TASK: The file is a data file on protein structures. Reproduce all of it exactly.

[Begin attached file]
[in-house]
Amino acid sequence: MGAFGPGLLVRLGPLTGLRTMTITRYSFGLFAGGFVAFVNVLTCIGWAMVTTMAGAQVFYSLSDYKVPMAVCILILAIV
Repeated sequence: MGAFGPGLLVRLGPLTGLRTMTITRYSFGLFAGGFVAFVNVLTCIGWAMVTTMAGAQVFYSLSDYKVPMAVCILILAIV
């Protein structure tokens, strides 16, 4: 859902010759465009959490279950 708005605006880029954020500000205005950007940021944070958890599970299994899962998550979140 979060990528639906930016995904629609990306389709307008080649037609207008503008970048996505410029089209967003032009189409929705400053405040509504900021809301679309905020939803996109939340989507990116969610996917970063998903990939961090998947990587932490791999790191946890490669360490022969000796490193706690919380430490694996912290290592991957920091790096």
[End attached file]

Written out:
[in-house]
Amino acid sequence: MGAFGPGLLVRLGPLTGLRTMTITRYSFGLFAGGFVAFVNVLTCIGWAMVTTMAGAQVFYSLSDYKVPMAVCILILAIV
Repeated sequence: MGAFGPGLLVRLGPLTGLRTMTITRYSFGLFAGGFVAFVNVLTCIGWAMVTTMAGAQVFYSLSDYKVPMAVCILILAIV
């Protein structure tokens, strides 16, 4: 859902010759465009959490279950 708005605006880029954020500000205005950007940021944070958890599970299994899962998550979140 979060990528639906930016995904629609990306389709307008080649037609207008503008970048996505410029089209967003032009189409929705400053405040509504900021809301679309905020939803996109939340989507990116969610996917970063998903990939961090998947990587932490791999790191946890490669360490022969000796490193706690919380430490694996912290290592991957920091790096």